HISTORIC PLACES SHARE GRANTS
By F. C. PRICE
AT least 19 of the grants recommended by the
Historic Buildings Council for England in its annual report, published last week, are to buildings with Catholic associations. St. Catherine's College, Cambridge, for instance, founded in 1473, receives £3,500.
Its founder, Robert Woodlark, set up the College "for a small party of priests to pray for their founder and to complete their education by a study of theology and philosophy". Today, however, none of the original buildings remain.
Astley Hall, Lancashire, which receives £5,000, was built in the 16th century on land once owned by the Knights Hospitallers. and £1,000 is to he spent on Clare Priory, Suffolk, believed to be the first establishment of the Austin Friars in England.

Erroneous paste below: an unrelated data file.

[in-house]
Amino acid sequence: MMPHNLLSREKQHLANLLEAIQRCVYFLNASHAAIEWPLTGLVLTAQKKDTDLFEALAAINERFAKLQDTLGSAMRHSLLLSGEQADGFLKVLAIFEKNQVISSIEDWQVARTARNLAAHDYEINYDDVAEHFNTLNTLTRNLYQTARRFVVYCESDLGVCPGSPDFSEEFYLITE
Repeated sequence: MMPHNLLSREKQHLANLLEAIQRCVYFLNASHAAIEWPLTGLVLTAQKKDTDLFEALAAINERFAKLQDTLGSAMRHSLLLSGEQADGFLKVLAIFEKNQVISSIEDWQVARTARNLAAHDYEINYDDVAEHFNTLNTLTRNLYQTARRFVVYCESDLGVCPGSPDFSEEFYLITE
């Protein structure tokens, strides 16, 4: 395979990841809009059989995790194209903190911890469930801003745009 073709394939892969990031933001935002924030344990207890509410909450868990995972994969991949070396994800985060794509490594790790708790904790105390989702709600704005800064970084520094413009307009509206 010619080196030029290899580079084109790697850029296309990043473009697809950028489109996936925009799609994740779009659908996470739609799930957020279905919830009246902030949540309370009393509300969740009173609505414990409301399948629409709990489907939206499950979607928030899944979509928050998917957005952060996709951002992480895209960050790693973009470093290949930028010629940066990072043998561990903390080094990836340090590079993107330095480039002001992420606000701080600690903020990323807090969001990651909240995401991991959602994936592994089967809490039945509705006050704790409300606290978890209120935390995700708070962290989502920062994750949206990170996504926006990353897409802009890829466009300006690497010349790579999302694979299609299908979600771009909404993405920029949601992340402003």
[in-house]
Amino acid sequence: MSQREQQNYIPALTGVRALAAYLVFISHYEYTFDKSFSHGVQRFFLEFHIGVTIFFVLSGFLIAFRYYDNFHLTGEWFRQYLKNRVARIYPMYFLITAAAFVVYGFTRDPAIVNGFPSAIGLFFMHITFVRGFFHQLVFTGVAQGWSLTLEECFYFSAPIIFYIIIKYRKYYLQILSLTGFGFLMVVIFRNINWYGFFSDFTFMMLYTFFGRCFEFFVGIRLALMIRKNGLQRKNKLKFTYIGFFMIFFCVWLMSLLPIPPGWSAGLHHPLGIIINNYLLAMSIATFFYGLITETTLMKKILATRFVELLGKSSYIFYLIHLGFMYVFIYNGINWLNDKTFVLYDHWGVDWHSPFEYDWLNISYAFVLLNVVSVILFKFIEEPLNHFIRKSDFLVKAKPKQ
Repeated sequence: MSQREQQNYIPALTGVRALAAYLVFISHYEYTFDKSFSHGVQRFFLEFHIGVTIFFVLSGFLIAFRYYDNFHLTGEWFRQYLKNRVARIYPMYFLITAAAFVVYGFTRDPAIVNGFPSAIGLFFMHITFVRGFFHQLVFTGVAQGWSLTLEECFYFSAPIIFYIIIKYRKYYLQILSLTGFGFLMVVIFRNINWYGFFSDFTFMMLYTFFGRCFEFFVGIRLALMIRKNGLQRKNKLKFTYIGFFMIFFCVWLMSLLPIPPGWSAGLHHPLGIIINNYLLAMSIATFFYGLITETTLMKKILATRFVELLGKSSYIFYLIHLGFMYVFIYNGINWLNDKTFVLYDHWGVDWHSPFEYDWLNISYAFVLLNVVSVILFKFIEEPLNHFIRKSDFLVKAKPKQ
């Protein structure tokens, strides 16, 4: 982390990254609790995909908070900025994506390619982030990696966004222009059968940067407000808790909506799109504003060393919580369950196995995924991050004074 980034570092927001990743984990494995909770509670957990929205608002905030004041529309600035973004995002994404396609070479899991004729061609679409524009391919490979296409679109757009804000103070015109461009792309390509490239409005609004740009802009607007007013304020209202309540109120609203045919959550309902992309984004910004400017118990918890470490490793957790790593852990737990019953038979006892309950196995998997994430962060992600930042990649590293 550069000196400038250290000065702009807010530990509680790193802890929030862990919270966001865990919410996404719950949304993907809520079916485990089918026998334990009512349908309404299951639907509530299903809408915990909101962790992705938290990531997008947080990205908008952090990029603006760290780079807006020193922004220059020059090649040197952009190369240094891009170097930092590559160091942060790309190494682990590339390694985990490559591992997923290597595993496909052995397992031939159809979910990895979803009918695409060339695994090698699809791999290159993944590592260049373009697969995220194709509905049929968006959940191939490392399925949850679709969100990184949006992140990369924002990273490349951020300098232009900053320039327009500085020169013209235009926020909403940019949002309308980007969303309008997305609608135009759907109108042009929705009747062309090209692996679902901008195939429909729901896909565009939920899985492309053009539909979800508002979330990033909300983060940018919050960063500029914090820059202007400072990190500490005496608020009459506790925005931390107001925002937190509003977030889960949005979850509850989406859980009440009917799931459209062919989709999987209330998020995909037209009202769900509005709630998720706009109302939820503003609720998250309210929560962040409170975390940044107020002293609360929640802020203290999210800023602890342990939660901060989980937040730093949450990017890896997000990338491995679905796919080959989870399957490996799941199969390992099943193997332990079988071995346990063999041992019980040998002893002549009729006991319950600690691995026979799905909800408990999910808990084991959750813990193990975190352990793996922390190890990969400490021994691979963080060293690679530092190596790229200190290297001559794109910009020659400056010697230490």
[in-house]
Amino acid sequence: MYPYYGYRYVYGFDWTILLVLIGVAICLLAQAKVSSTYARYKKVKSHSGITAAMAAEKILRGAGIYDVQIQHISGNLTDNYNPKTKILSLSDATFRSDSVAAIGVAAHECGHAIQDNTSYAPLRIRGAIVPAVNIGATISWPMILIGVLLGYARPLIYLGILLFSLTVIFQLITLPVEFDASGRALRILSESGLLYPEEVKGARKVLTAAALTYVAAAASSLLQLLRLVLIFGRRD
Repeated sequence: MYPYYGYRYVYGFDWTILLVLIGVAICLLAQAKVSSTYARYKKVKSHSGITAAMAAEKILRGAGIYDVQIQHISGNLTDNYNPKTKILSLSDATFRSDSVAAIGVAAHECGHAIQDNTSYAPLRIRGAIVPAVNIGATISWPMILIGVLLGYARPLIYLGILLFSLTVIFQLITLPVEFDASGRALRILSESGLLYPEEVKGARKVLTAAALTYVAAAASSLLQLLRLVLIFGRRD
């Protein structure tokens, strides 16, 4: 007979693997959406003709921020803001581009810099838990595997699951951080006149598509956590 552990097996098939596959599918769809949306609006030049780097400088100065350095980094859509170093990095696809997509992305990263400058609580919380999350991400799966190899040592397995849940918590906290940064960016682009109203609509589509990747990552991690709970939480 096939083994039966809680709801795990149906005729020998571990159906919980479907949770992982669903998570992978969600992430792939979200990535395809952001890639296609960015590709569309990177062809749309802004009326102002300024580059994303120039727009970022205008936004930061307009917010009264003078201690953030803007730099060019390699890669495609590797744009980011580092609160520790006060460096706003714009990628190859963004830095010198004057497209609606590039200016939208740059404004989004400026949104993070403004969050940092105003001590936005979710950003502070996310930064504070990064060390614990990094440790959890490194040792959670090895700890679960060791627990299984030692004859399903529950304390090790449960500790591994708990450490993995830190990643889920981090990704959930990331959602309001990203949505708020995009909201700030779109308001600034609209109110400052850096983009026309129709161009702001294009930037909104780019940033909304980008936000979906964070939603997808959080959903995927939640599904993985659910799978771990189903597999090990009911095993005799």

The main surviving buildings are the Prior's house, converted into a dwelling house in 1604, and the building now used as the chapel of the priory, which retains its mediaeval roof,
A mediaeval tithe barn, built in the 14th century at Great Cnxvvell, Berkshire, will get a grant of £8,300. It Is one of the most splendid barns In England, and Is still in daily use.
Another (1,0(11) will be spent on the Deanery Tower at Hadleigh, Suffolk, built iu 1495 by Archdeacon Pykenham. The Oxford Movement had its beginnings at a conference held in one of the tower rooms.
Although Hatehland, Clandon. Surrey, was only built in 1757. it stands on the former site of Chertsey Abbey. founded in. 666 by Erkenwald, later Bishop of London, who became its first abbot. This building will also receive a grant.